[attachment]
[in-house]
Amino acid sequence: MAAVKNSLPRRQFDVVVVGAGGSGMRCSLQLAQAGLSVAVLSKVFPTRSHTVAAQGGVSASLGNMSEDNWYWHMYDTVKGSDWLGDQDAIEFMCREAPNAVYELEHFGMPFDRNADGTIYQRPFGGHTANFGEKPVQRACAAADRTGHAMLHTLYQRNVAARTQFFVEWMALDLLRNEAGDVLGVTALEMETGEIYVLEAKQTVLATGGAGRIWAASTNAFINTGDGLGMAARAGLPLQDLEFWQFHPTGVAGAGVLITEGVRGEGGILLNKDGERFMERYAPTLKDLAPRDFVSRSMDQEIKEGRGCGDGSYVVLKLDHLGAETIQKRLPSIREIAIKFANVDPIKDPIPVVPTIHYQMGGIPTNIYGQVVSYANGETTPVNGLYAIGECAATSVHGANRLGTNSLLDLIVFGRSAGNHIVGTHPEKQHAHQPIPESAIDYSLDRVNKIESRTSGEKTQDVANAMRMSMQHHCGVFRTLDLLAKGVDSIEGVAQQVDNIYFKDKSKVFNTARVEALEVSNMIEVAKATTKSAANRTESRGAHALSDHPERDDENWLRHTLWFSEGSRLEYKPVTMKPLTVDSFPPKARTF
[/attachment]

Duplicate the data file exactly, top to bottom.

[in-house]
Amino acid sequence: MAAVKNSLPRRQFDVVVVGAGGSGMRCSLQLAQAGLSVAVLSKVFPTRSHTVAAQGGVSASLGNMSEDNWYWHMYDTVKGSDWLGDQDAIEFMCREAPNAVYELEHFGMPFDRNADGTIYQRPFGGHTANFGEKPVQRACAAADRTGHAMLHTLYQRNVAARTQFFVEWMALDLLRNEAGDVLGVTALEMETGEIYVLEAKQTVLATGGAGRIWAASTNAFINTGDGLGMAARAGLPLQDLEFWQFHPTGVAGAGVLITEGVRGEGGILLNKDGERFMERYAPTLKDLAPRDFVSRSMDQEIKEGRGCGDGSYVVLKLDHLGAETIQKRLPSIREIAIKFANVDPIKDPIPVVPTIHYQMGGIPTNIYGQVVSYANGETTPVNGLYAIGECAATSVHGANRLGTNSLLDLIVFGRSAGNHIVGTHPEKQHAHQPIPESAIDYSLDRVNKIESRTSGEKTQDVANAMRMSMQHHCGVFRTLDLLAKGVDSIEGVAQQVDNIYFKDKSKVFNTARVEALEVSNMIEVAKATTKSAANRTESRGAHALSDHPERDDENWLRHTLWFSEGSRLEYKPVTMKPLTVDSFPPKARTF